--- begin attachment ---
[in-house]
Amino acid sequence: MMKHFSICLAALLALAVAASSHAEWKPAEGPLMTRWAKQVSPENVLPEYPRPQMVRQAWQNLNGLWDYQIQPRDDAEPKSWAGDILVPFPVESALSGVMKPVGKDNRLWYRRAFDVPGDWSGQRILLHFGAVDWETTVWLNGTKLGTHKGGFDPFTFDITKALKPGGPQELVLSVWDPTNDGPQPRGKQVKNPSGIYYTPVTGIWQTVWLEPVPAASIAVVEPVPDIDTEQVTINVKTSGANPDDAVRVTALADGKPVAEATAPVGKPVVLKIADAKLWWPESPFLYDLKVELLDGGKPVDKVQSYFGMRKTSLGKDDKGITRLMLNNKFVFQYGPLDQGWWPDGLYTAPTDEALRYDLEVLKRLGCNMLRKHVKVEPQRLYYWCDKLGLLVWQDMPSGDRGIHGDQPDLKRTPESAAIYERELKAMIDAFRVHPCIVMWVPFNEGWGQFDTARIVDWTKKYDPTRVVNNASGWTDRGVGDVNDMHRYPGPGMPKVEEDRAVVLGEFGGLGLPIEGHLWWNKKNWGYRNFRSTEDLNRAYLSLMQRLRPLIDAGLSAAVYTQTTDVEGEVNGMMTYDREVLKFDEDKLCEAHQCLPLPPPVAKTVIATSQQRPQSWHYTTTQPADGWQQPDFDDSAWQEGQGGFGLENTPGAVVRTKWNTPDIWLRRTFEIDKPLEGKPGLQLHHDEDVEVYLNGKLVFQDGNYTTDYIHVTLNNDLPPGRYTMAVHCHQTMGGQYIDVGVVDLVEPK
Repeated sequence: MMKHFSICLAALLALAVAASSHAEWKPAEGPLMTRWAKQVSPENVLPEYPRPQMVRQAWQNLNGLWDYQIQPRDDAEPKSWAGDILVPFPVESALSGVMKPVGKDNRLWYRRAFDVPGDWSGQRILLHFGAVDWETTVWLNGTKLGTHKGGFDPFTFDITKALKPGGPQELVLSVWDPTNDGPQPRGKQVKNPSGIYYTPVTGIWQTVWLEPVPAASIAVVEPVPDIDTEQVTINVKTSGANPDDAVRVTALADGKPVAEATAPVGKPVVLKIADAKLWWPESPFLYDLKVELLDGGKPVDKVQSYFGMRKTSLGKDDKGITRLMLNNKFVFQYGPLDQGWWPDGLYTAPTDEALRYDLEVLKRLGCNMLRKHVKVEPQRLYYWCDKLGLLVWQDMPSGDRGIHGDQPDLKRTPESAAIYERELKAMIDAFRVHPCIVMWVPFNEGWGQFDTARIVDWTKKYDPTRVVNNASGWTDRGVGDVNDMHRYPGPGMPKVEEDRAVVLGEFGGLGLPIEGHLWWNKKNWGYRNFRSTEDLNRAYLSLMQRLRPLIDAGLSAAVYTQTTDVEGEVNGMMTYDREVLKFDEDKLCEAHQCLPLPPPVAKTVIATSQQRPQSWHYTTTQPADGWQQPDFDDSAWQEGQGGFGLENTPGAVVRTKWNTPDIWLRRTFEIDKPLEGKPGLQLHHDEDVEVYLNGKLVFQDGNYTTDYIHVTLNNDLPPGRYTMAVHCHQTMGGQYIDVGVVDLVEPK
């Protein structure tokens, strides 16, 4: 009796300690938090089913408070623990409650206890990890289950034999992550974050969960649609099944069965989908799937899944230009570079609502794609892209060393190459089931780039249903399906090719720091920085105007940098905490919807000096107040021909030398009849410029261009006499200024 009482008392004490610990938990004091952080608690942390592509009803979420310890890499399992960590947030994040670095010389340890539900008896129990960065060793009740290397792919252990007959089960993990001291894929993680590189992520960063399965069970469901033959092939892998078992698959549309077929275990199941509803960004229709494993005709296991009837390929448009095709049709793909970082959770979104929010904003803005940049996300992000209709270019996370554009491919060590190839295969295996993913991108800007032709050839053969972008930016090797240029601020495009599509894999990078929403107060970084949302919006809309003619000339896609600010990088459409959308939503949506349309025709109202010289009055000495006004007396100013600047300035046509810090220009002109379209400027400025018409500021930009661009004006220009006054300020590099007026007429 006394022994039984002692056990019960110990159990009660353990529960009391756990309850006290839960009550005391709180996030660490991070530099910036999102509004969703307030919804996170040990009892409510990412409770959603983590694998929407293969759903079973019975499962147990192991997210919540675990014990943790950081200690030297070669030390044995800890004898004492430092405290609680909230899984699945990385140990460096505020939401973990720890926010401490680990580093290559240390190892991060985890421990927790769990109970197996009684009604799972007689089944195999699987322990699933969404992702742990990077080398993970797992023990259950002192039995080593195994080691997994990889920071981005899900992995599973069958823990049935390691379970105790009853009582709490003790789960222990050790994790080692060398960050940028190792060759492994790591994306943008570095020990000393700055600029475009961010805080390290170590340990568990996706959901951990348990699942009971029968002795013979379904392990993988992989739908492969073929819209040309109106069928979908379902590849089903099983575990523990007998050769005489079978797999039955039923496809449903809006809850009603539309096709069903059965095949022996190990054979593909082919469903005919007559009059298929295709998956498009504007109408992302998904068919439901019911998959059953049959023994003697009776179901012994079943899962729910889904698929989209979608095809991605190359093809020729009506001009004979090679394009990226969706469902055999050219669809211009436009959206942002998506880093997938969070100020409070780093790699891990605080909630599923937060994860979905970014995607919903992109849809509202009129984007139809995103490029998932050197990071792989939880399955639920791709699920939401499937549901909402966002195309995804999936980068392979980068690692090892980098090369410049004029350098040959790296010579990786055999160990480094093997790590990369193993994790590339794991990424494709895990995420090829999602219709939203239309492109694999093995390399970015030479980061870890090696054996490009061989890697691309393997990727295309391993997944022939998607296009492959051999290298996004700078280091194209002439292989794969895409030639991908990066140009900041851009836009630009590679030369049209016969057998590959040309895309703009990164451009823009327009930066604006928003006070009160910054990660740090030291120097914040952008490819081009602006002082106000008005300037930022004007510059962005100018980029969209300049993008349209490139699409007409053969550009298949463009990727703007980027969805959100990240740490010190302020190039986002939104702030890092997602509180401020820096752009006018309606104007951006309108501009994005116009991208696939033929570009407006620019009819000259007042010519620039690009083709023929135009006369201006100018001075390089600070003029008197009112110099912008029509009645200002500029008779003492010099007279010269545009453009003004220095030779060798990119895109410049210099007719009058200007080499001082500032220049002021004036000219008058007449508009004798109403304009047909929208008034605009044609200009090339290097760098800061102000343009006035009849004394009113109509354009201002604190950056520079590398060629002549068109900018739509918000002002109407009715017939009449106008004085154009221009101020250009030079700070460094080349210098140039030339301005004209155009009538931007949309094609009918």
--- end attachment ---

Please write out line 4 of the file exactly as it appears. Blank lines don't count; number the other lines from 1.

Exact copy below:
């Protein structure tokens, strides 16, 4: 009796300690938090089913408070623990409650206890990890289950034999992550974050969960649609099944069965989908799937899944230009570079609502794609892209060393190459089931780039249903399906090719720091920085105007940098905490919807000096107040021909030398009849410029261009006499200024 009482008392004490610990938990004091952080608690942390592509009803979420310890890499399992960590947030994040670095010389340890539900008896129990960065060793009740290397792919252990007959089960993990001291894929993680590189992520960063399965069970469901033959092939892998078992698959549309077929275990199941509803960004229709494993005709296991009837390929448009095709049709793909970082959770979104929010904003803005940049996300992000209709270019996370554009491919060590190839295969295996993913991108800007032709050839053969972008930016090797240029601020495009599509894999990078929403107060970084949302919006809309003619000339896609600010990088459409959308939503949506349309025709109202010289009055000495006004007396100013600047300035046509810090220009002109379209400027400025018409500021930009661009004006220009006054300020590099007026007429 006394022994039984002692056990019960110990159990009660353990529960009391756990309850006290839960009550005391709180996030660490991070530099910036999102509004969703307030919804996170040990009892409510990412409770959603983590694998929407293969759903079973019975499962147990192991997210919540675990014990943790950081200690030297070669030390044995800890004898004492430092405290609680909230899984699945990385140990460096505020939401973990720890926010401490680990580093290559240390190892991060985890421990927790769990109970197996009684009604799972007689089944195999699987322990699933969404992702742990990077080398993970797992023990259950002192039995080593195994080691997994990889920071981005899900992995599973069958823990049935390691379970105790009853009582709490003790789960222990050790994790080692060398960050940028190792060759492994790591994306943008570095020990000393700055600029475009961010805080390290170590340990568990996706959901951990348990699942009971029968002795013979379904392990993988992989739908492969073929819209040309109106069928979908379902590849089903099983575990523990007998050769005489079978797999039955039923496809449903809006809850009603539309096709069903059965095949022996190990054979593909082919469903005919007559009059298929295709998956498009504007109408992302998904068919439901019911998959059953049959023994003697009776179901012994079943899962729910889904698929989209979608095809991605190359093809020729009506001009004979090679394009990226969706469902055999050219669809211009436009959206942002998506880093997938969070100020409070780093790699891990605080909630599923937060994860979905970014995607919903992109849809509202009129984007139809995103490029998932050197990071792989939880399955639920791709699920939401499937549901909402966002195309995804999936980068392979980068690692090892980098090369410049004029350098040959790296010579990786055999160990480094093997790590990369193993994790590339794991990424494709895990995420090829999602219709939203239309492109694999093995390399970015030479980061870890090696054996490009061989890697691309393997990727295309391993997944022939998607296009492959051999290298996004700078280091194209002439292989794969895409030639991908990066140009900041851009836009630009590679030369049209016969057998590959040309895309703009990164451009823009327009930066604006928003006070009160910054990660740090030291120097914040952008490819081009602006002082106000008005300037930022004007510059962005100018980029969209300049993008349209490139699409007409053969550009298949463009990727703007980027969805959100990240740490010190302020190039986002939104702030890092997602509180401020820096752009006018309606104007951006309108501009994005116009991208696939033929570009407006620019009819000259007042010519620039690009083709023929135009006369201006100018001075390089600070003029008197009112110099912008029509009645200002500029008779003492010099007279010269545009453009003004220095030779060798990119895109410049210099007719009058200007080499001082500032220049002021004036000219008058007449508009004798109403304009047909929208008034605009044609200009090339290097760098800061102000343009006035009849004394009113109509354009201002604190950056520079590398060629002549068109900018739509918000002002109407009715017939009449106008004085154009221009101020250009030079700070460094080349210098140039030339301005004209155009009538931007949309094609009918």